Sweden's super stylish royals put on dazzling black tie display in Stockholm
Sweden's seemingly impossible glamorous royals may not be as well known as their British counterparts, but their influence remains all the same to royal watchers.
Queen Silvia and husband Karl Gustaf were joined by their youngest children Prince Carl Philip (39) and Princess Madeleine (36 at a charity event in Stockholm on Thursday night, celebrating the World Childhood Foundation's 20th anniversary with a gala dinner at Tyrol restaurant. Silvia founded the organisation in 1999 with the intention of preventing violence and sexual abuse in children and supporting youths in need and the cause has been such an important part of her reign that Madeleine flew over from her home in Miami, Florida to be there.
The mother of three often divides her time between her family home at Drottningholm Palace in Sweden with her husband Chris O'Neill's career in finance, which saw them spending the last number of years in the UK before moving to the US last year. Chris stayed at home in Florida to care for the couple's three children, while Carl Philip's wife Princess Sofia was also absent from the event, spending time with their sons Alexander and Gabriel.
The siblings were joined by close friends for the festivities last night and Carl Philip opted for a classic black tuxedo, while Madeleine chose a dazzling metallic sequin gown with a white fur jacket draped over her shoulders, sporting a new tan thanks to her new home with year-round sun.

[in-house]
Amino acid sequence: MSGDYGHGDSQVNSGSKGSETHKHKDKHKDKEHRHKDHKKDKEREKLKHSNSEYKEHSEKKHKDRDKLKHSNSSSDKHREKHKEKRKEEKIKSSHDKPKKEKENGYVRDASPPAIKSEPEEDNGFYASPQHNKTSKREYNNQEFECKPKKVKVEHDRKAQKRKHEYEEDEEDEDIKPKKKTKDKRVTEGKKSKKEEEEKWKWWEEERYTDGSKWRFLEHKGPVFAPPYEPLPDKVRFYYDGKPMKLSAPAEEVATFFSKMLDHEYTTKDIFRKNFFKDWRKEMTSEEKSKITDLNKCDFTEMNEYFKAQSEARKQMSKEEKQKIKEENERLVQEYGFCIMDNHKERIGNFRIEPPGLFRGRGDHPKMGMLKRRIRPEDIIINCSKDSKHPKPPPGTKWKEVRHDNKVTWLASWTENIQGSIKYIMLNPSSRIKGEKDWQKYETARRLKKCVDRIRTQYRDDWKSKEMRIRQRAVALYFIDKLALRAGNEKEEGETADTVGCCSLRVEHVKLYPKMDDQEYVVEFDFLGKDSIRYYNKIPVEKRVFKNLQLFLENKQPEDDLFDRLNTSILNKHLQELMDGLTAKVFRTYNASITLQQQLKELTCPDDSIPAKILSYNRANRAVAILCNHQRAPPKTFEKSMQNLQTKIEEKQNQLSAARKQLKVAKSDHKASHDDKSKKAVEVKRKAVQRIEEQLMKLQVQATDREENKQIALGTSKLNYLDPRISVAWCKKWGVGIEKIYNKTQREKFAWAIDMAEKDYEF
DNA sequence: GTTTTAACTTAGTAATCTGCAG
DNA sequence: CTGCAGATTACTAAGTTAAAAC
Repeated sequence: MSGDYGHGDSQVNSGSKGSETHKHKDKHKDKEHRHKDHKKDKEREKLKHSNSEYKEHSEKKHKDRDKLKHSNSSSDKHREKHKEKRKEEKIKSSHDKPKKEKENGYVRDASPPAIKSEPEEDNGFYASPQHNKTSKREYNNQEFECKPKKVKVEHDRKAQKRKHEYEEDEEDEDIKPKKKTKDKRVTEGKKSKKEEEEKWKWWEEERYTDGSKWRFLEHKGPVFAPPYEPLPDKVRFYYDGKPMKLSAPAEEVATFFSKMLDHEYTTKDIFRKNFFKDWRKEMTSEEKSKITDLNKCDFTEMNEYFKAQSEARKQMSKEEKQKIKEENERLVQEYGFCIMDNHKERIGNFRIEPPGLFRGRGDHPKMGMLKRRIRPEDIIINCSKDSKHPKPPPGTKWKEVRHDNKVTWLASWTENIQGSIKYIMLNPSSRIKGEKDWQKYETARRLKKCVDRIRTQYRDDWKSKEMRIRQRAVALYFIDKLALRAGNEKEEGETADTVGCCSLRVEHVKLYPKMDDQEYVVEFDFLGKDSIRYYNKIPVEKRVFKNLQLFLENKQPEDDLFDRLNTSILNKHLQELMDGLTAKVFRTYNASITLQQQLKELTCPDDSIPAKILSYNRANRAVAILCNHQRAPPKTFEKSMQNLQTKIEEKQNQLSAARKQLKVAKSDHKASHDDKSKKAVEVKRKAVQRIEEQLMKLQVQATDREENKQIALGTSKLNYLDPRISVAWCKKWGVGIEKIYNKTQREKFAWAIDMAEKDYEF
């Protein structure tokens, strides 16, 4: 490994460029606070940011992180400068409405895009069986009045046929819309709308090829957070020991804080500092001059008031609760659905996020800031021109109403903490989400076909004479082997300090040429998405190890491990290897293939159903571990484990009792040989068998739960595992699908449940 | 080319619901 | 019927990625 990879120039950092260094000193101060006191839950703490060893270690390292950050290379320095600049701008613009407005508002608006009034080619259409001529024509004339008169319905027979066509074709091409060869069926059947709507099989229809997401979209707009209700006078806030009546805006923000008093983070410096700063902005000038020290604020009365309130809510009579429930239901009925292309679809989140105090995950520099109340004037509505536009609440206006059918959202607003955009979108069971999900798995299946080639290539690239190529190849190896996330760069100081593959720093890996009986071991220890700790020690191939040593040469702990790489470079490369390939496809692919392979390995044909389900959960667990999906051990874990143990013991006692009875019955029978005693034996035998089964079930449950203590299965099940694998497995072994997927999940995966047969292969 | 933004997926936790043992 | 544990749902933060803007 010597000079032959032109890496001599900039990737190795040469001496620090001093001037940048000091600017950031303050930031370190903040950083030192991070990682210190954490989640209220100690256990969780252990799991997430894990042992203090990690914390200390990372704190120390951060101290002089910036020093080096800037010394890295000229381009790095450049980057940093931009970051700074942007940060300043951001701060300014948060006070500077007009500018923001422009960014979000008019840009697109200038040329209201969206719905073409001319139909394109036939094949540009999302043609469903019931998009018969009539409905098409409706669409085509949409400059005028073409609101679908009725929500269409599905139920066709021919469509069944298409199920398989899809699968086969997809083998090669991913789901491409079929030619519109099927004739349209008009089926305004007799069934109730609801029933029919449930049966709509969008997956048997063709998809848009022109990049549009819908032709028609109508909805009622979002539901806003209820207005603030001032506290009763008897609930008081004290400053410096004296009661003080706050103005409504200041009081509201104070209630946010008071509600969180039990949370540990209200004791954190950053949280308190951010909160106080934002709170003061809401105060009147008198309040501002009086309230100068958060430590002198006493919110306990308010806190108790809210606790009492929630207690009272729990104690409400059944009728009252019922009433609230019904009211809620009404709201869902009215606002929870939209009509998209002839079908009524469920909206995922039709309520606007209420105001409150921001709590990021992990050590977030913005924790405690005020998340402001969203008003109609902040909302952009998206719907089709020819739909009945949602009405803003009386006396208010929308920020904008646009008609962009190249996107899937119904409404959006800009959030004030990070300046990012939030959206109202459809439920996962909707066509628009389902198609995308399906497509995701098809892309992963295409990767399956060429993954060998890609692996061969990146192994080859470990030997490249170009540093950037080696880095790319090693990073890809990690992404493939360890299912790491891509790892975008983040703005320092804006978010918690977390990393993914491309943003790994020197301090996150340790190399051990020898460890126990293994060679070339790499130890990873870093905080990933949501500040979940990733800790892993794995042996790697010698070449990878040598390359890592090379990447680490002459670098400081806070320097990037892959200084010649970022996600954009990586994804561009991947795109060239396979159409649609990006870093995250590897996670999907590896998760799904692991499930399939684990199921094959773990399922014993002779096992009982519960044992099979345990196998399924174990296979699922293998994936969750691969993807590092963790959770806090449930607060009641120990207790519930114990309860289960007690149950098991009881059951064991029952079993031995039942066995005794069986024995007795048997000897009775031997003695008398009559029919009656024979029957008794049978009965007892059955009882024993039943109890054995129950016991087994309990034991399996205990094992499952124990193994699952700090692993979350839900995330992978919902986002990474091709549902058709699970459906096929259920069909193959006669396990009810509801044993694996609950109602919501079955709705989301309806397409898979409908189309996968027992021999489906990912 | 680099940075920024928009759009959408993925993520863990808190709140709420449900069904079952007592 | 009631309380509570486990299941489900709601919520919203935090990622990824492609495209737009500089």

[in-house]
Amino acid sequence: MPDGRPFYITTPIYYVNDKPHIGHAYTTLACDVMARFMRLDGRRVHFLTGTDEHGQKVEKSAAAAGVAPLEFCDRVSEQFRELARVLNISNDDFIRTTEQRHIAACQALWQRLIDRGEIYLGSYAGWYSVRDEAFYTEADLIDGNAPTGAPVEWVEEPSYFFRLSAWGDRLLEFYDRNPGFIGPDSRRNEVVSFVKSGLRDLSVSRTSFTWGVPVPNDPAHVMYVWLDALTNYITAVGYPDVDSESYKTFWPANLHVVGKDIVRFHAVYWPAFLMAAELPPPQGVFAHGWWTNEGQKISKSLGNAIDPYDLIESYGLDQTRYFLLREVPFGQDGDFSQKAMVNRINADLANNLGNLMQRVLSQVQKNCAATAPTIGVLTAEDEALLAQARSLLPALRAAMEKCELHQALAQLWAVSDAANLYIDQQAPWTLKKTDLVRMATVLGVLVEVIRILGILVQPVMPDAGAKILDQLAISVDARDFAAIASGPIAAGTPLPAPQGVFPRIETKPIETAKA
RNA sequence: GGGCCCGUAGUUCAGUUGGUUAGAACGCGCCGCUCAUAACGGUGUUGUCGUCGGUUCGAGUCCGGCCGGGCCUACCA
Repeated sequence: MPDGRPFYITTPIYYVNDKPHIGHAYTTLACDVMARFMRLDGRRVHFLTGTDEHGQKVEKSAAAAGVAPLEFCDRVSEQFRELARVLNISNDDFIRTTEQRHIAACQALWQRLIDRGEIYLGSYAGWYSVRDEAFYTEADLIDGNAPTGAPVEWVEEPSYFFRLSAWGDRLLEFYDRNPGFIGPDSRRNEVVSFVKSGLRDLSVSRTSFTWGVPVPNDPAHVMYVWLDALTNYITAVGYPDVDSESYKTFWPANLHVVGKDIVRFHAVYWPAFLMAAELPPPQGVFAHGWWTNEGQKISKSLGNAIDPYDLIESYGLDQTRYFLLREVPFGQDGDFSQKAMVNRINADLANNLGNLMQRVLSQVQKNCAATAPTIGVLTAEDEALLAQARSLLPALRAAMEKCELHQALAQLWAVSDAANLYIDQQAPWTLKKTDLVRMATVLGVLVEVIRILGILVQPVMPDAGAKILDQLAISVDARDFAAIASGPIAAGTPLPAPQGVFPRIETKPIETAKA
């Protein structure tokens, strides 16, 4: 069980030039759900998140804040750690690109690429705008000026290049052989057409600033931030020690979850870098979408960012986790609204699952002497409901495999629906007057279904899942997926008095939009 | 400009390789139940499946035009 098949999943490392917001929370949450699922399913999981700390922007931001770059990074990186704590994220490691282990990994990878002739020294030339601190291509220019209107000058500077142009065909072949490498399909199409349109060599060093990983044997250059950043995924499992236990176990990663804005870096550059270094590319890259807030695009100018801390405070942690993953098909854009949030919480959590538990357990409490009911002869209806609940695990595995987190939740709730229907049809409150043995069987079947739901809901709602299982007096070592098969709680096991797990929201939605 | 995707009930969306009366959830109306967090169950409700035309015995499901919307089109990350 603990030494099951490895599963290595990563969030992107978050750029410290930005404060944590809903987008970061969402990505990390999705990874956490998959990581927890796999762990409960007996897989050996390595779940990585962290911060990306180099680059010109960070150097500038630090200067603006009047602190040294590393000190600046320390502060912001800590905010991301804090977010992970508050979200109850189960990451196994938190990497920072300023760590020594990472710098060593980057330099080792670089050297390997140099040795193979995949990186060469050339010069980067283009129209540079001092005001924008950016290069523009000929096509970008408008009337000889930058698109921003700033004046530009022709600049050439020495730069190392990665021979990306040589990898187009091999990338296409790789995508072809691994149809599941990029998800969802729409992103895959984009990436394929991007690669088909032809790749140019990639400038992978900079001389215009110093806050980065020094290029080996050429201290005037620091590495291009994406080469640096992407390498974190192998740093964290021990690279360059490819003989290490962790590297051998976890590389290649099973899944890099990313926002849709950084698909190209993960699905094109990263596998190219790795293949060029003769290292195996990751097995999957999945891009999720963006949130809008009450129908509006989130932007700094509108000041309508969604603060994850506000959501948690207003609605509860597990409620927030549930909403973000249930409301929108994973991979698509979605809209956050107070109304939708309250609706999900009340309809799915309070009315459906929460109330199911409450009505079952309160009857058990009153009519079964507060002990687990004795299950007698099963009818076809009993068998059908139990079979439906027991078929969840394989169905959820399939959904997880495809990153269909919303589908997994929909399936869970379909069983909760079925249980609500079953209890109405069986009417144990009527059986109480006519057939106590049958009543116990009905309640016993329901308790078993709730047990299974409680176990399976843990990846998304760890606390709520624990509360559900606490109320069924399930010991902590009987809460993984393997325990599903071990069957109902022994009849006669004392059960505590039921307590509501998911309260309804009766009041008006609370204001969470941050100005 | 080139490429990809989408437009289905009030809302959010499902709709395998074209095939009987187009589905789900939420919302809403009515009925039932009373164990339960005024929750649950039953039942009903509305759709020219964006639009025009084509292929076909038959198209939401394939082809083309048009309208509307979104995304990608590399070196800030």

Paula Guillet de Monthoux, the Secretary General of Childhood, said she was thrilled with the work of the organisation has achieved over the last 20 years. "It is amazing to see what impression our organisation has made in two decades, and how the issue of sexual abuse against children has gone from being a taboo to something we are talking about openly – and jointly wanting to solve," she said.
Madeleine is the youngest of King Gustaf and Queen Silivia's three children with Crown Princess Victoria next in line for the throne, followed by her two children, then Prince Carl Philip and his children. However, according to Swedish rule, you remain in line for the throne if you've attended school in the country from the age of six, which leaves two years for Leonore to potentially move home and retain her royal rights. The couple previously said they are more focused on achieving the best education and providing a happy home.
"The answer is that we do not know, and therefore we take all steps to prepare them for what we could call a normal life. A good education, for starters," O'Neill recently told Swedish magazine King. "We are in the queue for schools in London, which we need to do four years in advance, but we take a year at a time."